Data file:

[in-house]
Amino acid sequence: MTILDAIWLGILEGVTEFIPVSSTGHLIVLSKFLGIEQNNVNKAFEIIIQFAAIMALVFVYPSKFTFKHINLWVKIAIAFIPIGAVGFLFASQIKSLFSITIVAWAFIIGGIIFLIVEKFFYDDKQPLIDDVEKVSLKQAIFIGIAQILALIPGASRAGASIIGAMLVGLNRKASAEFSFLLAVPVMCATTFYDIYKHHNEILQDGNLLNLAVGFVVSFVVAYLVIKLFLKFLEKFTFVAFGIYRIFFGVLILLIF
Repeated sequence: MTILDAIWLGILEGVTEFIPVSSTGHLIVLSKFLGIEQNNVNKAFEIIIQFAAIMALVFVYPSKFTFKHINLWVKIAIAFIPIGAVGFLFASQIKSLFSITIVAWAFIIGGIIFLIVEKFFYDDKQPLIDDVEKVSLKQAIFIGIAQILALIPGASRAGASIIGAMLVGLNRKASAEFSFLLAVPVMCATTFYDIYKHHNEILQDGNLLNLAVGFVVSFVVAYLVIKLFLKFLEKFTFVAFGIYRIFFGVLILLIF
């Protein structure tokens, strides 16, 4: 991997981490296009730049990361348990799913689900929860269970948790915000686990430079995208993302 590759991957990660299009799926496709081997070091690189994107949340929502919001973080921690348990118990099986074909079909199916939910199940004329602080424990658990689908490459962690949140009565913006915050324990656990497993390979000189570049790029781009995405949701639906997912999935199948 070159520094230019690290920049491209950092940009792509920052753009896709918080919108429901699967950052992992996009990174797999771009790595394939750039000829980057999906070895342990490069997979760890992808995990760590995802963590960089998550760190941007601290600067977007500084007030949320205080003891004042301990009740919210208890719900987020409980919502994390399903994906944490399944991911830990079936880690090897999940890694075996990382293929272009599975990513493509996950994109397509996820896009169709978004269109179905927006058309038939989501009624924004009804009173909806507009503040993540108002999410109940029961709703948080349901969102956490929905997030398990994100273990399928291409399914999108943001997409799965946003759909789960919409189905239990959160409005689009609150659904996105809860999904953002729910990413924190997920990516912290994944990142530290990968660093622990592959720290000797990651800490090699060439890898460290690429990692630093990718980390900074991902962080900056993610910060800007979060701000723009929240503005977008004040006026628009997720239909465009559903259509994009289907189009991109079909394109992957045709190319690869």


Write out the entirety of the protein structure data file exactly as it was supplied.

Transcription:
[in-house]
Amino acid sequence: MTILDAIWLGILEGVTEFIPVSSTGHLIVLSKFLGIEQNNVNKAFEIIIQFAAIMALVFVYPSKFTFKHINLWVKIAIAFIPIGAVGFLFASQIKSLFSITIVAWAFIIGGIIFLIVEKFFYDDKQPLIDDVEKVSLKQAIFIGIAQILALIPGASRAGASIIGAMLVGLNRKASAEFSFLLAVPVMCATTFYDIYKHHNEILQDGNLLNLAVGFVVSFVVAYLVIKLFLKFLEKFTFVAFGIYRIFFGVLILLIF
Repeated sequence: MTILDAIWLGILEGVTEFIPVSSTGHLIVLSKFLGIEQNNVNKAFEIIIQFAAIMALVFVYPSKFTFKHINLWVKIAIAFIPIGAVGFLFASQIKSLFSITIVAWAFIIGGIIFLIVEKFFYDDKQPLIDDVEKVSLKQAIFIGIAQILALIPGASRAGASIIGAMLVGLNRKASAEFSFLLAVPVMCATTFYDIYKHHNEILQDGNLLNLAVGFVVSFVVAYLVIKLFLKFLEKFTFVAFGIYRIFFGVLILLIF
């Protein structure tokens, strides 16, 4: 991997981490296009730049990361348990799913689900929860269970948790915000686990430079995208993302 590759991957990660299009799926496709081997070091690189994107949340929502919001973080921690348990118990099986074909079909199916939910199940004329602080424990658990689908490459962690949140009565913006915050324990656990497993390979000189570049790029781009995405949701639906997912999935199948 070159520094230019690290920049491209950092940009792509920052753009896709918080919108429901699967950052992992996009990174797999771009790595394939750039000829980057999906070895342990490069997979760890992808995990760590995802963590960089998550760190941007601290600067977007500084007030949320205080003891004042301990009740919210208890719900987020409980919502994390399903994906944490399944991911830990079936880690090897999940890694075996990382293929272009599975990513493509996950994109397509996820896009169709978004269109179905927006058309038939989501009624924004009804009173909806507009503040993540108002999410109940029961709703948080349901969102956490929905997030398990994100273990399928291409399914999108943001997409799965946003759909789960919409189905239990959160409005689009609150659904996105809860999904953002729910990413924190997920990516912290994944990142530290990968660093622990592959720290000797990651800490090699060439890898460290690429990692630093990718980390900074991902962080900056993610910060800007979060701000723009929240503005977008004040006026628009997720239909465009559903259509994009289907189009991109079909394109992957045709190319690869």